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Sunday, April 29, 2012

M.anifest - "Makaa Maka", Rapper from Ghana!

M.anifest describes his music genre as noisemaking, rabble-rousing, soulful, African Hip-Hop and has created quite a following having just been part of the Rocket Juice + Tony Allen, Flea (Hot Chilli Peppers), Damon Albern & Erykah Badu album.
His sophomore album ‘Immigrant Chronicle: Coming to America’ released in September, 2011 is receiving high ratings across Africa and across the globe.  sought to learn more about this lyrically endowed rapper, his inspiration, motivation, obligations and expectations (see how infectious he is – I have started making rhymes).

Fuatilia Interview yake na Jamati;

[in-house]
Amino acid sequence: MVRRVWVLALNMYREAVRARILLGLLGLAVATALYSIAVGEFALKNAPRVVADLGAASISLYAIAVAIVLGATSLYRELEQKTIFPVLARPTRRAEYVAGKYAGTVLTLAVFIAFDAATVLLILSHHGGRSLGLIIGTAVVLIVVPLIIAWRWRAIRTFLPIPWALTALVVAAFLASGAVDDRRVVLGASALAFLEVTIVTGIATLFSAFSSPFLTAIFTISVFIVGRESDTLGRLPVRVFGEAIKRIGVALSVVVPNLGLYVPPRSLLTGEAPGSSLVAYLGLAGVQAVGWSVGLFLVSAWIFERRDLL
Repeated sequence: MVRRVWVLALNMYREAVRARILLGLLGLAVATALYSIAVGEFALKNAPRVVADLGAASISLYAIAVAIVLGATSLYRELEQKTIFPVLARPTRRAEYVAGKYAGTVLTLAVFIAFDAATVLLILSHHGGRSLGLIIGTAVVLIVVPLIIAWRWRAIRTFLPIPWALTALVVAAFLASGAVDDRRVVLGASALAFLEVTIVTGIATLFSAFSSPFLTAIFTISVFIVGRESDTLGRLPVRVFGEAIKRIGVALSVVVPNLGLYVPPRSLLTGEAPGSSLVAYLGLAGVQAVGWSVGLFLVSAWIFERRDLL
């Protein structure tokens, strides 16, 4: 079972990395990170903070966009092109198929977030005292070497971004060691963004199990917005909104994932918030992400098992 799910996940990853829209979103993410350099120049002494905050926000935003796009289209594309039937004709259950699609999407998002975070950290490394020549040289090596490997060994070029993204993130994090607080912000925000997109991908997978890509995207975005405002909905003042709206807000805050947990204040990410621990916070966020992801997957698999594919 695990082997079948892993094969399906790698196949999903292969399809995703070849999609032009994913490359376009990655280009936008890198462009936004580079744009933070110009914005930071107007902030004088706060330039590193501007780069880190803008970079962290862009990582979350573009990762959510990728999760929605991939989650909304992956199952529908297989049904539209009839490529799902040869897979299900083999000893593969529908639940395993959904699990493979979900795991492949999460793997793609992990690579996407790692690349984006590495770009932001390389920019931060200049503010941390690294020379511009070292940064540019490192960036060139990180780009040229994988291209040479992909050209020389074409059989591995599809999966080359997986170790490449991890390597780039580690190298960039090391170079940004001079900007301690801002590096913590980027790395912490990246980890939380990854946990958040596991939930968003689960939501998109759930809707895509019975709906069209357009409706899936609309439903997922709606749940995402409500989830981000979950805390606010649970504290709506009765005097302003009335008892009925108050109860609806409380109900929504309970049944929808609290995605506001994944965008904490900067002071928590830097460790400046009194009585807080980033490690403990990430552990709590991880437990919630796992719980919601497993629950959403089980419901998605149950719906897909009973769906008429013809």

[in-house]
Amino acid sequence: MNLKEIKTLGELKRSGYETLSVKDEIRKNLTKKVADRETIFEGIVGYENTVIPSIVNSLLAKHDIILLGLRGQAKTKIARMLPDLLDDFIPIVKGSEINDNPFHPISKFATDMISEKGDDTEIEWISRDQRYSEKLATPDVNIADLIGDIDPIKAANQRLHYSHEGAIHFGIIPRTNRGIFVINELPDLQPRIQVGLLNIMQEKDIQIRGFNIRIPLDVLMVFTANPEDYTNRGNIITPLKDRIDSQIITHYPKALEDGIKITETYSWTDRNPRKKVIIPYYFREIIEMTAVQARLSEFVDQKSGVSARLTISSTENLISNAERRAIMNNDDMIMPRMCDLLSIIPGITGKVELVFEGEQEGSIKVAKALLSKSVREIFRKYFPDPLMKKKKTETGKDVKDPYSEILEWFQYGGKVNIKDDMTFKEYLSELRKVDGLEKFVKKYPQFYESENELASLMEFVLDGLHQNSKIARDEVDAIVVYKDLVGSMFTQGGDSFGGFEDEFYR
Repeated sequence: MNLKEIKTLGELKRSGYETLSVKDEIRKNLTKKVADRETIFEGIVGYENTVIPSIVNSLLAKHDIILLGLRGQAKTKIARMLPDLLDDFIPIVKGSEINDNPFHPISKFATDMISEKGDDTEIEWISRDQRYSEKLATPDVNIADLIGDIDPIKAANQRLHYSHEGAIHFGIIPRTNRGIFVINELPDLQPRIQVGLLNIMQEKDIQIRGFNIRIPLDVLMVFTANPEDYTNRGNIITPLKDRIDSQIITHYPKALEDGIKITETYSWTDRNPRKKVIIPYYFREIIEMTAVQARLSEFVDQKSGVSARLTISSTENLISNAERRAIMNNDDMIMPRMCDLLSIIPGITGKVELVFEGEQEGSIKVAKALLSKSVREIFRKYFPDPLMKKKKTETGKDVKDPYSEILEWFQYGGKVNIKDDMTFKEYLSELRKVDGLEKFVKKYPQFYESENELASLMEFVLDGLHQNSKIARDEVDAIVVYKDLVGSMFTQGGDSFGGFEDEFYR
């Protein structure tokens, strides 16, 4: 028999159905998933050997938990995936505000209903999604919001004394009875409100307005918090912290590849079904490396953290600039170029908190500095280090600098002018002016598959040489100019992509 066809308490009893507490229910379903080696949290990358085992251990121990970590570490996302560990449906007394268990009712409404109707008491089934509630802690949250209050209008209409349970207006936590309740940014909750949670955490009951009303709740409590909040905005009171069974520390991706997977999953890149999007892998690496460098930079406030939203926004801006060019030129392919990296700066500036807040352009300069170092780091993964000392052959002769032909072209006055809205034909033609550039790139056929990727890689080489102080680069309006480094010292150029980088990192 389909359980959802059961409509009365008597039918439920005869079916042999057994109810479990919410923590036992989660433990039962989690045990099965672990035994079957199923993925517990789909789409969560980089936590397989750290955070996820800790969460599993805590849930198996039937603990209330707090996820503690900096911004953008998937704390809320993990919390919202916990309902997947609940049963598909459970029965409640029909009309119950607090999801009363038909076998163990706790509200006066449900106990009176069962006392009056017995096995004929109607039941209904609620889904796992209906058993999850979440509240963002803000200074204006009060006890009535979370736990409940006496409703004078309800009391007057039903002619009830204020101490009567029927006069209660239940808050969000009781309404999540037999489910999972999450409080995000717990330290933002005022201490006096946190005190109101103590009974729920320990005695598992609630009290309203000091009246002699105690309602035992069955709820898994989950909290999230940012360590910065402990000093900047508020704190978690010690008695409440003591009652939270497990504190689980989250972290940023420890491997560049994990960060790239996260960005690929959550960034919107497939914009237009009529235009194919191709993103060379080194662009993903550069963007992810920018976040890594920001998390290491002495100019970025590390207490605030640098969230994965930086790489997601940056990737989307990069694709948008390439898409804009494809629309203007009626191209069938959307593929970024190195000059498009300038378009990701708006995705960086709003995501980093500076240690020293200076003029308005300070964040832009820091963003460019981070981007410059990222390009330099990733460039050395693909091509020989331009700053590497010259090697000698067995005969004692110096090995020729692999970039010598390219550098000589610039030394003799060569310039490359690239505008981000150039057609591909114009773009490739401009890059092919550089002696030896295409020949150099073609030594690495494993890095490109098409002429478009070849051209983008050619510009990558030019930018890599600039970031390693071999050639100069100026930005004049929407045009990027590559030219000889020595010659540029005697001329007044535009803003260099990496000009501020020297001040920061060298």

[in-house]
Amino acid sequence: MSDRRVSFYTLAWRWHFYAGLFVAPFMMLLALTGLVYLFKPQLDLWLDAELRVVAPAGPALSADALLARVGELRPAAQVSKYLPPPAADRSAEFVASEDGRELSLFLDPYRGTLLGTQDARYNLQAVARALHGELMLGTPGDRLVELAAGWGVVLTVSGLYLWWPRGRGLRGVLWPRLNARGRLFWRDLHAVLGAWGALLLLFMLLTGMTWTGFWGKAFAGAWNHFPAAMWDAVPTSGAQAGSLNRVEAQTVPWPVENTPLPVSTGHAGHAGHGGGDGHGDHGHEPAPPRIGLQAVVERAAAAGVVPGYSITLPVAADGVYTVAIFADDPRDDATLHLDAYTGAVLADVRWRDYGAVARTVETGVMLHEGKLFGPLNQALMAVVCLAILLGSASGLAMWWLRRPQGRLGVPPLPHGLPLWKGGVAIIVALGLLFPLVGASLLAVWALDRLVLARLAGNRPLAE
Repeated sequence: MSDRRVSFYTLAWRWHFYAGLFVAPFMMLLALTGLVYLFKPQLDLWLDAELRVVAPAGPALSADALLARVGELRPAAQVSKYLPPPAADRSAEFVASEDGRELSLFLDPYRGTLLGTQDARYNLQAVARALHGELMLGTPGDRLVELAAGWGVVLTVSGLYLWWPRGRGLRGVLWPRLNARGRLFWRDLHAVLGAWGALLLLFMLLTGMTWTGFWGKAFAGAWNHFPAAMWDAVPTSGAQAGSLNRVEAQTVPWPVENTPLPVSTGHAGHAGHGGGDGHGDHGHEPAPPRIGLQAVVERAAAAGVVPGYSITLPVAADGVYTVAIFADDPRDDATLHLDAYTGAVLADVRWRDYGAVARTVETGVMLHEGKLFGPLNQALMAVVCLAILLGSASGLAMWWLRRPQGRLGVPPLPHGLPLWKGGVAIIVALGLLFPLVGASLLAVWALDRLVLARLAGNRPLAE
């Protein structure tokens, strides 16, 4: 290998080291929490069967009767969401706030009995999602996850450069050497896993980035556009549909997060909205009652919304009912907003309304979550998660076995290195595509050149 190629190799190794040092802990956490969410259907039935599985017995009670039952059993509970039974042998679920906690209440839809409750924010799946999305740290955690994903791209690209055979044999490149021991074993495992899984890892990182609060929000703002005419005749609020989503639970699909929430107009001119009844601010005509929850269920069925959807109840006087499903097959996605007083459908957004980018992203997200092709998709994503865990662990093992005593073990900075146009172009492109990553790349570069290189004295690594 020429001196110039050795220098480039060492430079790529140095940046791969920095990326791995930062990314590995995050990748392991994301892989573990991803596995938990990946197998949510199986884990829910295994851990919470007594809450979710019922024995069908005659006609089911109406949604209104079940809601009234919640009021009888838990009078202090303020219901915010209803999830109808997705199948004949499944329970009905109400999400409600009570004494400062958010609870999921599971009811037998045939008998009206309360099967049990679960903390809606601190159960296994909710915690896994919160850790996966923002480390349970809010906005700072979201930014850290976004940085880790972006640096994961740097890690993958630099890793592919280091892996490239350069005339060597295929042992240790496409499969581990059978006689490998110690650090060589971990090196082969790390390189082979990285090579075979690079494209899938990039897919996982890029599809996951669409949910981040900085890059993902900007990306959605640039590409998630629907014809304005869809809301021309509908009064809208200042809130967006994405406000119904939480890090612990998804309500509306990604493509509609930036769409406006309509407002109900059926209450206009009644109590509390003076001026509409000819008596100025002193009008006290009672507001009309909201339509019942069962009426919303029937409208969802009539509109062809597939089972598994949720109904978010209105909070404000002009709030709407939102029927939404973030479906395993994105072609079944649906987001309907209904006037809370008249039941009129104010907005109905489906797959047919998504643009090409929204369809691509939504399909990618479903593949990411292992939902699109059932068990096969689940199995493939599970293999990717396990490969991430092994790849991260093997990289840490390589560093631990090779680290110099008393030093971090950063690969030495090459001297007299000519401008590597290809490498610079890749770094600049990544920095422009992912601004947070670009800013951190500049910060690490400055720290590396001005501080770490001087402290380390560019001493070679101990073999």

Jamati:  Who is M.anifest, give us a background of yourself?
‘Who am I’ is a loaded question. I am an MC, songwriter, Hip-Hop Artist.
Jamati:  How did you end up in America and how was it like adapting?
I went to America on a scholarship to college in pursuit of that good old tertiary degree to make something out of myself, or at least pretend to. I went to Macalester College which was delightful for being a very international-student friendly school (alma mater of Kofi Annan). I never managed to adapt to the harsh winters but I’ve had many beautiful experiences in Minneapolis-Saint Paul where I got the chance to let my craft flourish in the warm embrace of a place that loves the arts.
Jamati:  Why the name M.anifest?
M.anifest happened by coincidence. It stands for Music. Always Needing Illumination For Every Soul Today. I believe in the power of names. You can’t name a child Kofi kleptomaniac and not expect him to steal from the collection plate. I felt it important to choose (or rather stumble upon) a name that resonated well with how inspiration comes out of us subconsciously to make these words dance on beats to the delight of the people. Fortunately it came to me in a rhyme whiles explaining what music meant to me. It stuck with me.